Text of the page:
February 3, 2001

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Saturday, February 03, 2001

This week on On the Media: the new face of CNN, China's campaign against Falun Gong, and Oedipus told through vanity plates.

CNN

The internet news industry is not the only sector of the news economy experiencing a shakeout, cable news CNN is undergoing what its chiefs call a “radical transformation,” and what industry watchers are calling major surgery. From Atlanta, reporter Melinda Penkava has the story.

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Falun Gong

This week, the Chinese government launched a new media campaign against the banned Falun Gong movement. The most powerful weapon in its arsenal is a video of five people who set themselves ablaze last week in Beijing’s Tiananmen Square. Host Brooke Gladstone speaks to New York Times Beijing Correspondent Erik ...

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Word Watch: Urban

In the latest installment of On the Media’s Word Watch series, reporter Tony Maciulis investigates the contemporary uses and abuses of the word urban.

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Minorities and Radio Advertising

In an industry that is paid to discriminate, racial bias is a complex issue. Host Bob Garfield talks to Kofi Ofori, author of two reports on racial discrimination in advertising, and Heide Gardner, Vice President of Diversity at the American Advertising Federation, about disparities and discrimination in radio advertising. Kofi ...

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Vanity Plates

Before the internet and e-mail, there were interstate and vanity plates. Vanity plates have been used not only a personal expression of individuality but a bizarre means of interstate communication. Bob looks into the evolution of this “mass medium.”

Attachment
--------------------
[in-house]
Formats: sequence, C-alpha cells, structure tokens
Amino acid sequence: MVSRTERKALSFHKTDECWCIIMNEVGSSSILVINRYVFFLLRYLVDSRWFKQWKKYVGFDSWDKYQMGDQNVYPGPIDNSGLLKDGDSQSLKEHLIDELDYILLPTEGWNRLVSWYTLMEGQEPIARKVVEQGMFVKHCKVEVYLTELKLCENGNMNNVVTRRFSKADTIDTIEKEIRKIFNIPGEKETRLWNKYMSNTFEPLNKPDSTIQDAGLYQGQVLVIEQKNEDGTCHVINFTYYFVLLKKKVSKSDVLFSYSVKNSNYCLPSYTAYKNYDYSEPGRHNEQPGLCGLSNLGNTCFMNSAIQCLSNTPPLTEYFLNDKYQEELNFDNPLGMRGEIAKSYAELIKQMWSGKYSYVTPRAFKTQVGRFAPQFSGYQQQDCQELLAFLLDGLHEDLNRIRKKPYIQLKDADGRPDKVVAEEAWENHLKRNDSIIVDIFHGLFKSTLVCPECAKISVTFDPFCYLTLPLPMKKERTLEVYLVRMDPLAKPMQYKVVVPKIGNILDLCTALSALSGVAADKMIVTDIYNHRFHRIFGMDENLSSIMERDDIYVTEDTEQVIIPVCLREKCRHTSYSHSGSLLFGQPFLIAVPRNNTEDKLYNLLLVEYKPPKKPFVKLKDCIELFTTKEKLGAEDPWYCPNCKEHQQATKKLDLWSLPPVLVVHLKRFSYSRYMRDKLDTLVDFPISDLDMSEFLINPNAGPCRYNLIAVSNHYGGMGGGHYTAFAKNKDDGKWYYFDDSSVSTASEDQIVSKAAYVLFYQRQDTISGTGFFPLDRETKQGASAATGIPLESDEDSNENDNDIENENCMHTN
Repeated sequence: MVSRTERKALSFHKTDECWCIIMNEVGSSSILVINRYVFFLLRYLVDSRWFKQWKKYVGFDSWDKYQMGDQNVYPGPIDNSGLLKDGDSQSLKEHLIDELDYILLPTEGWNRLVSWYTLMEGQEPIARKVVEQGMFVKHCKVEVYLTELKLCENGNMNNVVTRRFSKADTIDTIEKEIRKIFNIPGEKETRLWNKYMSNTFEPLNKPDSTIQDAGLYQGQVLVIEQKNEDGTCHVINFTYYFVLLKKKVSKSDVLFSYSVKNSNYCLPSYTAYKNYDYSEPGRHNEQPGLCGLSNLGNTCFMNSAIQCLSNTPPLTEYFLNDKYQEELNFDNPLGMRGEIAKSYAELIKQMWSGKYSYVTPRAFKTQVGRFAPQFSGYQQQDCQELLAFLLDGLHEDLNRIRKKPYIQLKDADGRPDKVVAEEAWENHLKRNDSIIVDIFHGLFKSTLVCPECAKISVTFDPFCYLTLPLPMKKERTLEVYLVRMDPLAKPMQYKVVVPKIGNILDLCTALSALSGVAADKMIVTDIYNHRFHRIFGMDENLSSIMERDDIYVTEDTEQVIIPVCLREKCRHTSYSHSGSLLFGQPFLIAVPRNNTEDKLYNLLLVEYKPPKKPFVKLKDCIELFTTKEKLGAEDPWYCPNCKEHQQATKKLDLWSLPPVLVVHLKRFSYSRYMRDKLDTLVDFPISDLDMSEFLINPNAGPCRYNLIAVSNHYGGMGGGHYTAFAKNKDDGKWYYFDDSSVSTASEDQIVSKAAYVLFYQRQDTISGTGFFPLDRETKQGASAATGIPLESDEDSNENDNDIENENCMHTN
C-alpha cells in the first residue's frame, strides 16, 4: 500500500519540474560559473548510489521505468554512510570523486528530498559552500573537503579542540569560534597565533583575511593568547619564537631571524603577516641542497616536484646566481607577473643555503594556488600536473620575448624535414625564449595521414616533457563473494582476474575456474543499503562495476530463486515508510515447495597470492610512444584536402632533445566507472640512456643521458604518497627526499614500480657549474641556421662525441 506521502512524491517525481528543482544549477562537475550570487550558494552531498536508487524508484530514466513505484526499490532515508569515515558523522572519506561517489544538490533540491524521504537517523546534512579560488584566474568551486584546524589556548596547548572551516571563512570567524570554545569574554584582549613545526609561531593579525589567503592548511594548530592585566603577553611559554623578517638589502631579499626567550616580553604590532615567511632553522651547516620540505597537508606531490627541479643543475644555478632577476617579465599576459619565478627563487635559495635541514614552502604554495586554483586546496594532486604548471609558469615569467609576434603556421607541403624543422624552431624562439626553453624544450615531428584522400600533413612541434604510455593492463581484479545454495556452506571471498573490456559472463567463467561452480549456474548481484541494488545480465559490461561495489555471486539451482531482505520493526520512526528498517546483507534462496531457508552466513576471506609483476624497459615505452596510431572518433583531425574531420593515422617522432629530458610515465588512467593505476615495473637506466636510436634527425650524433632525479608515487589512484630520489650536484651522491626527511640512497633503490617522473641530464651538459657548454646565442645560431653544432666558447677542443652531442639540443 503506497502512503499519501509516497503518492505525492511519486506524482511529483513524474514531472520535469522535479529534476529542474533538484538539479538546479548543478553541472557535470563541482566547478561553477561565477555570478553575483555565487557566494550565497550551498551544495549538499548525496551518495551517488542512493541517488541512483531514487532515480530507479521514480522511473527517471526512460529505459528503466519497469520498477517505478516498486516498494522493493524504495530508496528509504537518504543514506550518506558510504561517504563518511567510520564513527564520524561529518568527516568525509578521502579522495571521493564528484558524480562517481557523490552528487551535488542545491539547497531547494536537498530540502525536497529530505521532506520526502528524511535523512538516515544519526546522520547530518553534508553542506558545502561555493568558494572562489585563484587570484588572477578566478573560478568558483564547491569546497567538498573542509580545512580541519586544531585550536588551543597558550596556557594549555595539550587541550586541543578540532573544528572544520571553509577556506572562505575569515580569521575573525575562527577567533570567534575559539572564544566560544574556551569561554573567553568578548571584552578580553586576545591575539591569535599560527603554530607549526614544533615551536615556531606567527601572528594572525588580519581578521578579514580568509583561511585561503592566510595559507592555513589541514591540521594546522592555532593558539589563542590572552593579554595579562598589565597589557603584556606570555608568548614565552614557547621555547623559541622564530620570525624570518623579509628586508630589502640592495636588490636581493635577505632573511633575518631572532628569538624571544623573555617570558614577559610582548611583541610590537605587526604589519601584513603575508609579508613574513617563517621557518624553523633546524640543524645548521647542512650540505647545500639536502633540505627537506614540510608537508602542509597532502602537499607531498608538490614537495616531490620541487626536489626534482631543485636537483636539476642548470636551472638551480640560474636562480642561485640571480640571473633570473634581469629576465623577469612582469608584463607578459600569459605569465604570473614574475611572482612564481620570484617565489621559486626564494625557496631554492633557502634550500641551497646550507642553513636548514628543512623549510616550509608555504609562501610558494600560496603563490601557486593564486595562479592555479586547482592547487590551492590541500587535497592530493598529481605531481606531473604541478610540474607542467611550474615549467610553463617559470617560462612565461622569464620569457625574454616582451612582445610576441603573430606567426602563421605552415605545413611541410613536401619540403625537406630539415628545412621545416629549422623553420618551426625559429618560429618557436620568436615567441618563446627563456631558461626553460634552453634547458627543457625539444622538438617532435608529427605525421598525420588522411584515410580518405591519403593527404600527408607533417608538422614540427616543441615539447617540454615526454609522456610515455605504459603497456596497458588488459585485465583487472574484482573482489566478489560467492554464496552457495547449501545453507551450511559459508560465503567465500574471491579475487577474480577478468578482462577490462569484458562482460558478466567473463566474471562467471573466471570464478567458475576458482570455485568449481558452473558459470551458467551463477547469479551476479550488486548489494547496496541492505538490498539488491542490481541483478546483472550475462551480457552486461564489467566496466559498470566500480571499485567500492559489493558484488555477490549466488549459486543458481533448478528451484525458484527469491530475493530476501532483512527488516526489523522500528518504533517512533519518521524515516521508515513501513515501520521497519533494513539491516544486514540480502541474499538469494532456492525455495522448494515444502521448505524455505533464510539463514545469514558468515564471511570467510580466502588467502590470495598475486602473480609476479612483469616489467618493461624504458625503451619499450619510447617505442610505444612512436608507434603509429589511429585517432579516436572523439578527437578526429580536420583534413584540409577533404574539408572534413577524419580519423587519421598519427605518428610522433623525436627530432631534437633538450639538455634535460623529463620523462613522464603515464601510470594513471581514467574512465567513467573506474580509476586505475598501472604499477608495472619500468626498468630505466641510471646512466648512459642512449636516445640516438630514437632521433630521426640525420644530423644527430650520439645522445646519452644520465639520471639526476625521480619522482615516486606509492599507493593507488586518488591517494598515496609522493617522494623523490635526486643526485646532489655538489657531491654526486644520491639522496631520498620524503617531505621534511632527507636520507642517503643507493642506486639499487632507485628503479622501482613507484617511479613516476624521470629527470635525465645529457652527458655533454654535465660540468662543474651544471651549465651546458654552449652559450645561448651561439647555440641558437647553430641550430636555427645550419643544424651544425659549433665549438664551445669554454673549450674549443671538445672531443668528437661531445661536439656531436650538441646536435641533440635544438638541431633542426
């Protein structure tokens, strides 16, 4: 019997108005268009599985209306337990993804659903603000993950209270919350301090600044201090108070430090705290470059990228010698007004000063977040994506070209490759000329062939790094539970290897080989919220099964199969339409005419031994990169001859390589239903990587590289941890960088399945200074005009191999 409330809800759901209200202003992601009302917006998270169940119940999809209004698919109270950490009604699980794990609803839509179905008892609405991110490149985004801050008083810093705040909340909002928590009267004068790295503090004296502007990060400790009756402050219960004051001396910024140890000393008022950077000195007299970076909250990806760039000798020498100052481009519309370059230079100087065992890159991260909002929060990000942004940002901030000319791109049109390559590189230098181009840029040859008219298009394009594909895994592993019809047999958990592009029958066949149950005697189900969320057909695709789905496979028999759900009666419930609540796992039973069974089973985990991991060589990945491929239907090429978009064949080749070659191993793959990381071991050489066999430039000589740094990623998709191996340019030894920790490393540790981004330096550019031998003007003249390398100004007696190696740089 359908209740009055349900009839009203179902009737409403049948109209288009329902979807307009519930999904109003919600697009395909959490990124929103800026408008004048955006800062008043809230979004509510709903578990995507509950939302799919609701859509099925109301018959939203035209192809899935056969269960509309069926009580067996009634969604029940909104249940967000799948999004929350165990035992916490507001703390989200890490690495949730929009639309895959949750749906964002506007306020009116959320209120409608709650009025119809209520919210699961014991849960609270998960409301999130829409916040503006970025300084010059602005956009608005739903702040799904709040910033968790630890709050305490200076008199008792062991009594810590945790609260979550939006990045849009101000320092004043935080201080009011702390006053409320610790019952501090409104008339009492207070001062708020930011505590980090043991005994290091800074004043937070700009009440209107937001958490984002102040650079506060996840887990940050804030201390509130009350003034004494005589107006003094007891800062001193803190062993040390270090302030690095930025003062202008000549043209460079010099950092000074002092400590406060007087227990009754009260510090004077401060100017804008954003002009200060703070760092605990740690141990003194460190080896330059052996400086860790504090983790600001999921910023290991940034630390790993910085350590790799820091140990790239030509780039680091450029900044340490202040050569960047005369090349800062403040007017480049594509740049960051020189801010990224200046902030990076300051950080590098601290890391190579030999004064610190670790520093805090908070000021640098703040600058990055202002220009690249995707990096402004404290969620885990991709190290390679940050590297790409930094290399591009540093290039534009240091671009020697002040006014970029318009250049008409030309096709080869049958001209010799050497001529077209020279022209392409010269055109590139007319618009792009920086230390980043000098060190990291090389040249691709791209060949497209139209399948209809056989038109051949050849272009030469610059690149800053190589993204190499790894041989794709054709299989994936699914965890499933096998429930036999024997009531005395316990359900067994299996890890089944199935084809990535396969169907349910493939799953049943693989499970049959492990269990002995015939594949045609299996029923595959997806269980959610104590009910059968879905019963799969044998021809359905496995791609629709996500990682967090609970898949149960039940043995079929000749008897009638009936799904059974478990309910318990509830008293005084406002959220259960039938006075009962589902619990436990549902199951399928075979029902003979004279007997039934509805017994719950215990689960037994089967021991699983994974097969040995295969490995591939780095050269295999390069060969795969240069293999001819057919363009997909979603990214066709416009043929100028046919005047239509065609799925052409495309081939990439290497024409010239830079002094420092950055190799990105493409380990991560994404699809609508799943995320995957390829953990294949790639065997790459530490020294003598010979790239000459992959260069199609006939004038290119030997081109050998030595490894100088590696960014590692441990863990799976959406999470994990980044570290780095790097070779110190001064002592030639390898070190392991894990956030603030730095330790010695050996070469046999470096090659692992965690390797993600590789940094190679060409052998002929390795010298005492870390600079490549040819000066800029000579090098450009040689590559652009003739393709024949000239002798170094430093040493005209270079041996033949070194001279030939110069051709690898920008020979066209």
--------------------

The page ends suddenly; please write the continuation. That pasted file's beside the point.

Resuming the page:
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Oedipus

Vanity Plates were the inspiration behind writer Daniel Nussbaum’s book Platespeak: Vanity Plates Retell the Classics, published by HarperCollins West. On The Media airs his rendition of Oedipus, as told through the license plates of California.

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Beat Sweetners

Even though some of President Bush's nominations for the cabinet - in fact most of them - have long congressional records and complex political histories, newspaper columns are filled with praise and positivity. Brooke talks to Slate.com’s Scott Shuger and Washington Post’s Dana Milbank about how White House reporters “sweeten” ...

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Letters to Ted

In order to get an interview, reporters may misrepresent their true feelings just a tad. They praise some dreary writer, glad-hand some unsavory politician…or extol some mass murderer.

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Painters in Film

Films about artists that try to dramatize the creative process often fail because creation is largely internal - and by definition - uncinematic. But two new films seem to buck that trend. From WNYC in New York, Sara Fishko reports.

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